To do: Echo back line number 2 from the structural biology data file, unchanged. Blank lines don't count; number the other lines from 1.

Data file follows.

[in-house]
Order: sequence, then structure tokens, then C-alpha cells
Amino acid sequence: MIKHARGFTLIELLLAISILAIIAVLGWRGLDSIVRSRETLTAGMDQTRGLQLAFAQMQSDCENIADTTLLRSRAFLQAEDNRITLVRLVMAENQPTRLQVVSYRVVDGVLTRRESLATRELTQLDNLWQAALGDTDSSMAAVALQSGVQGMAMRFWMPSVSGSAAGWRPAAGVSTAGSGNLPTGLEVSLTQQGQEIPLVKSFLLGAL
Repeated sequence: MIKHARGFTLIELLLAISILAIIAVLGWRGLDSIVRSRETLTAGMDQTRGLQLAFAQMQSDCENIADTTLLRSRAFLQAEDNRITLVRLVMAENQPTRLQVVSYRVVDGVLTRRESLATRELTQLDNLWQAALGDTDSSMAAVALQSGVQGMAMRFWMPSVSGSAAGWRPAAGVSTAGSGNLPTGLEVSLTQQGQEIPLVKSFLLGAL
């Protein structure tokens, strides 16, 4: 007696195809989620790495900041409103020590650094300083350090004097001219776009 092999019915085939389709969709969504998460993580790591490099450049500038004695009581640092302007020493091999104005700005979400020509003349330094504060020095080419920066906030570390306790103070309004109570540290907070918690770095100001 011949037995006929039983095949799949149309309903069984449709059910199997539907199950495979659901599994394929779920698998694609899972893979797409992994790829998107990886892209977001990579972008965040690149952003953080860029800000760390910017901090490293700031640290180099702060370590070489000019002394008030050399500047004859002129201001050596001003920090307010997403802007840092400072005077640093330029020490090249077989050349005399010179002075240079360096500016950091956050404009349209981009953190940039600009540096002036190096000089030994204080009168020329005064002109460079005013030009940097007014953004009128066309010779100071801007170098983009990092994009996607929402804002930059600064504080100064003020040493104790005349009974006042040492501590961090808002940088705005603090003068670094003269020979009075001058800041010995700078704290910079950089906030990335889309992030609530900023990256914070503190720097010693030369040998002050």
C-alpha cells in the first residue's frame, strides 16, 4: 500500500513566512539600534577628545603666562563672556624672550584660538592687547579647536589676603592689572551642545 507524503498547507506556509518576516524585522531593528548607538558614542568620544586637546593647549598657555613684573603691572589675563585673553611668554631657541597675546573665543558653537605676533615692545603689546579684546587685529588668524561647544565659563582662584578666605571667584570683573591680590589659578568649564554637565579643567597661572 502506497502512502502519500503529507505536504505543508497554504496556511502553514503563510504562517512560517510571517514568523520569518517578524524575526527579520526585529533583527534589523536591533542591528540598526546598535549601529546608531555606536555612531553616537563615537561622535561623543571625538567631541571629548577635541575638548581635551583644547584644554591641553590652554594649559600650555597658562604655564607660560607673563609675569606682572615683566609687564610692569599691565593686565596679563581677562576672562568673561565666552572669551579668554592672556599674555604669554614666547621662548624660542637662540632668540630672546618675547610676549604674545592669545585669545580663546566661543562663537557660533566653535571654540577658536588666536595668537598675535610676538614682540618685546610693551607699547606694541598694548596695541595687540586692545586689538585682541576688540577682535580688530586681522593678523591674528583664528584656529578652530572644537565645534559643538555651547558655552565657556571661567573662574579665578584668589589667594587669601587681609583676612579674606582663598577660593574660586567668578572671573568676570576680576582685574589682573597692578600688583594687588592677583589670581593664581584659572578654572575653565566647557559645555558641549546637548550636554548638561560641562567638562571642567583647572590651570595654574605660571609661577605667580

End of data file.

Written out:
Order: sequence, then structure tokens, then C-alpha cells